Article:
William H. "Bill" Yowell drove into Killeen in late May 1951. All the assets he had were his experience in the Corps of Cadets at Texas A&M, his stint in the U.S. Army, a law degree from Baylor University, a new wife, a new car with a $2,000 note and a lot of enthusiasm. Since then, he has usually been involved in every community effort to make something good and positive happen in Killeen and Central Texas.
Bill was born March 13, 1928 in Waco, Texas, and raised in the rural community of Elk, Texas, just east of Bellmead. He attended a two-room schoolhouse in Elk until high school. Bill graduated from LaVega High School in Bellmead in 1945. Yowell attended two of Texas' flagship institutions- in this case, Texas A&M University (1945/46) and Baylor University. Bill left Texas A&M for military service and served in the U.S. Army from 1946-48. He then returned home and graduated from Baylor Law School with a juris doctor degree in 1951.
Bill married lifelong neighbor and classmate Jonnie Lou Smajstrla on May 6, 1951. He is survived by his wife Jonnie Lou, daughters Debbie Yowell Farley & husband Bill of Killeen and Sherrie Yowell Anderson of Austin, grandson Matthew Yowell & wife Sarah of Killeen, and great-granddaughters Addison & Aubree Yowell. Yowell was preceded in death by his father, Walter Harper Yowell, mother Annie Lucille Moore Yowell, brother Orville Patrick "Pat" Yowell, and infant brother, Alton Yowell.
As a young Killeen businessman, Bill was immediately drafted into community service that included city councilman (1956-58), Commander of VFW Post 9192, founding president of Central Texas Homebuilders Association (1961), president of the Greater Killeen Chamber of Commerce (1973), and as the president of the Killeen Riding and Roping Club, he was instrumental in building the present Killeen Rodeo Arena. He also served as member and treasurer of the Board of Regents of the University of Central Texas. He served on the Central Texas University Task Force, the group which was instrumental in attracting a state university to the area, and served as president of the Killeen/Fort Hood Area Former Student Association of Texas A&M University.
A lifetime member of the State Bar of Texas, he served as a director and as chairman of the legislative committee of the Lumberman's Association of Texas. While Yowell never officially practiced law, his experience in legal matters was often sought out and highly valued.
Bill was one of the Bell County civic leaders who worked to gain county approval to build the Expo Center. He served as president of the Bell County Exposition Center board of directors (1994-2005) and the boardroom at the Expo Center was dedicated to Bill upon his retirement from the board in 2006. Just last week, Bill participated in the groundbreaking for the new Equestrian Facility. He was president of the Bell County Water Control and Improvement District #1 (1975-2006) and a director of both the Central Texas Housing Finance Committee and the Bell County Housing Finance Committee.
Bill operated Gross-Yowell Lumber Co., the family building materials business, in Killeen from 1951 to 1979, at which time the business was acquired by WalkerKurth Lumber Co. of Houston, a subsidiary of Santa Fe Industries. He continued to operate the Killeen location and served as Vice-President, Texas Division, of Walker-Kurth Lumber Co. from 1979 to 1986. Since 1986, he has been involved in banking, real estate and ranching. Yowell's first involvement in banking was serving as a director of the First National Bank of Killeen and Citizens National Bank. He acquired the Heights State Bank in 1991 and served as chairman of the board of directors until its sale in 2003.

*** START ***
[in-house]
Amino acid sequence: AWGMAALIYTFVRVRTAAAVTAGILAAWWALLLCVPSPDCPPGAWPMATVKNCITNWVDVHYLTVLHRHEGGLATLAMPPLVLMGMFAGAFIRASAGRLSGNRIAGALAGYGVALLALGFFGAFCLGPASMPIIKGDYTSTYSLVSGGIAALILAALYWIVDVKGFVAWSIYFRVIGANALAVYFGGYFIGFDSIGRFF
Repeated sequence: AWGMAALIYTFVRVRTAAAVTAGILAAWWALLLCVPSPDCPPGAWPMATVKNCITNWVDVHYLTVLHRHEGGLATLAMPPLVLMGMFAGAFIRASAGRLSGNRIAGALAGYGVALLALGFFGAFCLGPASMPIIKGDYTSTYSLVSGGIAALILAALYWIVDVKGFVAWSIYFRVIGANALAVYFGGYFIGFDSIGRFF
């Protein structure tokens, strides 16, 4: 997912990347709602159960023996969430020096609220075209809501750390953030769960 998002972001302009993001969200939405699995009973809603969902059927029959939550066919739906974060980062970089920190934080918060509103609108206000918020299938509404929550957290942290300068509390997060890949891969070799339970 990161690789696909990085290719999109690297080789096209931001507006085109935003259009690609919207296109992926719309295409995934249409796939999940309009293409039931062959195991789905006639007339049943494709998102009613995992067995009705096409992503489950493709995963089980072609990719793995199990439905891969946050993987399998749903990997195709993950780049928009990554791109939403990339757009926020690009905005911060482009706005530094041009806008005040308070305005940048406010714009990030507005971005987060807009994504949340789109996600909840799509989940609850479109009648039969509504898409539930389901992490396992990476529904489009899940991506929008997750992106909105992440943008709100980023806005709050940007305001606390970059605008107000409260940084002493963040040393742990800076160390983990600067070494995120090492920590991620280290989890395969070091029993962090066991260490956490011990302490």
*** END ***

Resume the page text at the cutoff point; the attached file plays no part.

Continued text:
Bill has spent a lifetime in ranching, specifically concentrating on purebred Polled Herefords since 1968. He has raised registered Polled Hereford cattle on Yowell Ranch, south of Killeen , since 1972 . In his role as rancher, he served as president of the Texas Polled Hereford Association, a director of the National Cattleman's Association and was elected chairman of the board of the American Polled Hereford Association (1986-1990). He received the Man of the Year in Agriculture award presented by the Texas Extension Agents Association in 1991 and the Excellence in Grazing Management award from the Texas Section of the Society for Range Management in 1992. Although he dispersed his herd in 2006, Bill continued to be a friend to Polled Herefords and a familiar face at shows and sales.
Bill was one of the original founding families at St. Joseph Catholic Church, serving as President of the parish council for many years. He was also chairman of the Fund Raising committee in 1959 which built the present church and chairman of the Planning Committee which made major renovations to the church in 1984-88. In 2009, he was awarded the Lumen Gentium service award by the Catholic Diocese of Austin. Most recently, Bill was a major benefactor for St. Joseph's new parish activity center.
The Yowell family has made other major contributions to our community, including the conference room at the Boys Club Trimmier Road and an exam room at the Greater Killeen Free Clinic. Bill also funded a birthing room at the Metroplex Women's Clinic, as well as serving as honorary co-chair of the fundraising committee of that project. He was honored with the Roy J. Smith Award in 1998, recognizing his leadership efforts, and the Exchange Club's Golden Deeds award in 2011.
Widely known as "Mr. Bill," he is noted for his sense of humor and his talent at negotiation. He practiced win-win before it was popular. His leadership abilities and advice are widely respected and solicited. A friend and encourager to everyone who knows him, Bill is someone who is just as proud of a friend's accomplishments as his own. If success is measured by whether you left the world a little better than you found it, then Bill Yowell is most certainly a successful man who has contributed time, talent, and treasure to the success of our community. Family would like to extend a special thanks to special care givers Cinderella McCombs & The Care Age Home Care.
Billy Gordon Alexander, of Odessa, Texas, was chosen by the Lord to leave this earth on January 18, 2017. He was born in Vivian, Louisiana on March 20, 1934 to Annie and Joel H. Alexander.
After graduation from Levelland High School he entered the Army and served until 1955. After being honorably discharged from the Army, he worked for AMOCO and attended South Plains Junior College in the evening and became the first graduate of South Plains Junior College in 1959. He also attended Texas Tech University and graduated from Baylor University with a Bachelor of Laws degree and his juris doctor degree. While attending Baylor he was a member of The Delta Theta Phi Law Fraternity, a member of Baylor School of Law Board of Governors, President of the Student Bar Association, President of the Mid-Law Class and President of the Nose Brotherhood. He was licensed to practice law by the US and District Courts of Texas, the United States Court of Appeals, Fifth Circuit and the Texas Supreme Court.